Why international students will continue to flood Australia


The latest temporary visa data from the Department of Home Affairs shows that there were a record 661,000 student visa holders residing in Australia in August 2023:

Temporary students visas

There were also a record 194,000 graduate visa holder residing in Australia in August:


These extraordinary visa numbers mean that around one in 30 people in Australia in August were on either one of these visas.

This partly helps to explain Australia’s current rental crisis and why the vacancy rate across the combined capital cities has plummeted to a record low 1%:

Rental vacancy rate

Source: CoreLogic


Anyone hoping to see international student numbers fall to sensible and sustainable levels would be disappointed to IDP’s latest Emerging Futures 4 survey, which lists Australia as the world’s preferred study destination owing to its generous work rights for international students:

“Australia has experienced a two per cent increase in students selecting it as their first-choice destination, putting it on par with Canada, which saw a two per cent decline since the previous Emerging Futures survey in March 2023”.

“Australia saw increases in perceptions of several important factors, including ‘graduate employment opportunities’ and ‘post-study work policies’”.

Australia offers the most generous work rights to international students in the world. It has also become even more generous via changes implemented by the Albanese Government, as explained by the Grattan Institute:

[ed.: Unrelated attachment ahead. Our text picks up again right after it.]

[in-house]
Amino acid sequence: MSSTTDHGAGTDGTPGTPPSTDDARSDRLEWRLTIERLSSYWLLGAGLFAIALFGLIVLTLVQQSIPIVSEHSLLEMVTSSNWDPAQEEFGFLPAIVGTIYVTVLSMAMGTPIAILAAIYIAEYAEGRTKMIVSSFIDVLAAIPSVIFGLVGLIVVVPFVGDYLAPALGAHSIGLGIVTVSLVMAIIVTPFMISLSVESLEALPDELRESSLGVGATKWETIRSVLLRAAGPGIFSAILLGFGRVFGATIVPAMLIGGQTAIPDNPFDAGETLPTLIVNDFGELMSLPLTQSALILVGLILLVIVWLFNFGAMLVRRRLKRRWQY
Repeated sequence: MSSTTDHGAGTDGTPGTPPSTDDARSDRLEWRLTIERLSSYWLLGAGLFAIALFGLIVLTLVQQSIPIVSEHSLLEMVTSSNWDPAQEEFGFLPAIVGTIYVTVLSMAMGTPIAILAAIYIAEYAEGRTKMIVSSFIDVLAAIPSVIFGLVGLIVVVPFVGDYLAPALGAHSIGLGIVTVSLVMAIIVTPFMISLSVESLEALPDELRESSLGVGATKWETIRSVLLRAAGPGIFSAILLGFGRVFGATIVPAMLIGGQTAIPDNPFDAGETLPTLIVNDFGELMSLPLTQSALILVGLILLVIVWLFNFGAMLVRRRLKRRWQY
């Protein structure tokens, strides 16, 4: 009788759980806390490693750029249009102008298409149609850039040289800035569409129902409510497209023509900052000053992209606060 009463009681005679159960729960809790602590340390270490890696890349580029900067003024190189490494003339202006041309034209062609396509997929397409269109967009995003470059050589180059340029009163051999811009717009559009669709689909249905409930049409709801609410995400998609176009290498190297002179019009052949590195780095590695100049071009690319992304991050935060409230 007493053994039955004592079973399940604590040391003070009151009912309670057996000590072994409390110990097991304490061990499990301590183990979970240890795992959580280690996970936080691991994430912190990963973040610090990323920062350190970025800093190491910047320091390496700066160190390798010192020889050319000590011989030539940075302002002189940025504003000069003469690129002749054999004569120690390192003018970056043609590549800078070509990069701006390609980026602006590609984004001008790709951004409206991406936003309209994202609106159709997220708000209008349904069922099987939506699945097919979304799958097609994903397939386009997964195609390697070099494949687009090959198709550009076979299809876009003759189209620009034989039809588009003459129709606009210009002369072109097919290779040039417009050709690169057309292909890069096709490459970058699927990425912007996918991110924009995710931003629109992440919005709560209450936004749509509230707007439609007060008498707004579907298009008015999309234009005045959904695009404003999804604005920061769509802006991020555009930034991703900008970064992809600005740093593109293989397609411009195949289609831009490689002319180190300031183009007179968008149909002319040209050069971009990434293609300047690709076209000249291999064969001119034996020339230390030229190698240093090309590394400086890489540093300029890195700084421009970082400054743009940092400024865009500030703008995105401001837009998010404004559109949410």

“Recent changes have made Australia’s post-study work rights more generous. Since 1 July 2023, the duration of post-study work rights has been extended by two years for Bachelor and Masters degrees that are in areas the government has identified as in shortage”.


“Standard work rights have also been extended for all PhD students (from four years to six years). In 2021, post-study work rights were extended for Masters-by-coursework students (from two years to three years), and for the Graduate Work stream (temporary extension from 18 months to two years)”.

“Australia’s post-study work rights are now clearly more generous than other countries (Table 1.2)”:

Post study work rights

It is commonly known that many students from poorer nations like India and Nepal choose Australia over other destinations because it offers greater pathways for employment and residency.

In turn, Department of Education data shows that the recent boom in student visa holders has been driven by these nations:

International student numbers

Therefore, the news that Australia is now the preferred study destination of international students, owing to its generous work rights, suggests that student visa numbers and Australia’s net overseas migration will continue to swell.

The Albanese Government also this year signed two migration pacts with India that, among other things, grants:

  • Five year student visas for Indians, with no caps on the numbers that can study in Australia.
  • Indian graduates of Australian tertiary institutions on a student visa can apply to work without visa sponsorship for up to eight years.
  • Australia will recognise Indian vocational and university graduates to be “holding the comparable AQF qualification” for the purposes of admission to higher education and general employment.

These migration pacts will further increase the flow of Indians seeking to work and live in Australia long-term.

It is a disaster for Australia’s rental market and infrastructure, which will be swamped under an endless migrant deluge.

About the author
Leith van Onselen is Chief Economist at the MB Fund and MB Super. He is also a co-founder of MacroBusiness. Leith has previously worked at the Australian Treasury, Victorian Treasury and Goldman Sachs.